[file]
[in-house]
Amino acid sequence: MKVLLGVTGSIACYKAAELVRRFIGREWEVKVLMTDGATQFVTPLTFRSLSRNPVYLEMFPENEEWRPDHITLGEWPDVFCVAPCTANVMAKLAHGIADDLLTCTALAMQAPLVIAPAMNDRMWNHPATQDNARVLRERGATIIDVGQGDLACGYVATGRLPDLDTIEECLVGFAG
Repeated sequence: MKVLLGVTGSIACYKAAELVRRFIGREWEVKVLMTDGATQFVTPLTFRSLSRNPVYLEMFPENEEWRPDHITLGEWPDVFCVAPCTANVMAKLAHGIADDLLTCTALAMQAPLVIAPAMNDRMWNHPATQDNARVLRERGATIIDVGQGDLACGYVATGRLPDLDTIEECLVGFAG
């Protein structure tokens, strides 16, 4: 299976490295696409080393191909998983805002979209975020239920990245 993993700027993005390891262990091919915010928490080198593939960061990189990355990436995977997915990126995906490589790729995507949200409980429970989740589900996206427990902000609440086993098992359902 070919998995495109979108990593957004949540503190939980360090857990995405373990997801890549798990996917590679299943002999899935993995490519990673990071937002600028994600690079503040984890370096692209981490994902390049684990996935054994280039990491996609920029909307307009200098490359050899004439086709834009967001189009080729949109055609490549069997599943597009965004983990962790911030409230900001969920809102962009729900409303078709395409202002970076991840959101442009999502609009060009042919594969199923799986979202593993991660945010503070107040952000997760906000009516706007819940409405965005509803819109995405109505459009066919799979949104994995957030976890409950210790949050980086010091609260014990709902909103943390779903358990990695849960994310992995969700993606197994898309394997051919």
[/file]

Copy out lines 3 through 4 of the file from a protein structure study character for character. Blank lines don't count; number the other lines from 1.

Repeated sequence: MKVLLGVTGSIACYKAAELVRRFIGREWEVKVLMTDGATQFVTPLTFRSLSRNPVYLEMFPENEEWRPDHITLGEWPDVFCVAPCTANVMAKLAHGIADDLLTCTALAMQAPLVIAPAMNDRMWNHPATQDNARVLRERGATIIDVGQGDLACGYVATGRLPDLDTIEECLVGFAG
């Protein structure tokens, strides 16, 4: 299976490295696409080393191909998983805002979209975020239920990245 993993700027993005390891262990091919915010928490080198593939960061990189990355990436995977997915990126995906490589790729995507949200409980429970989740589900996206427990902000609440086993098992359902 070919998995495109979108990593957004949540503190939980360090857990995405373990997801890549798990996917590679299943002999899935993995490519990673990071937002600028994600690079503040984890370096692209981490994902390049684990996935054994280039990491996609920029909307307009200098490359050899004439086709834009967001189009080729949109055609490549069997599943597009965004983990962790911030409230900001969920809102962009729900409303078709395409202002970076991840959101442009999502609009060009042919594969199923799986979202593993991660945010503070107040952000997760906000009516706007819940409405965005509803819109995405109505459009066919799979949104994995957030976890409950210790949050980086010091609260014990709902909103943390779903358990990695849960994310992995969700993606197994898309394997051919």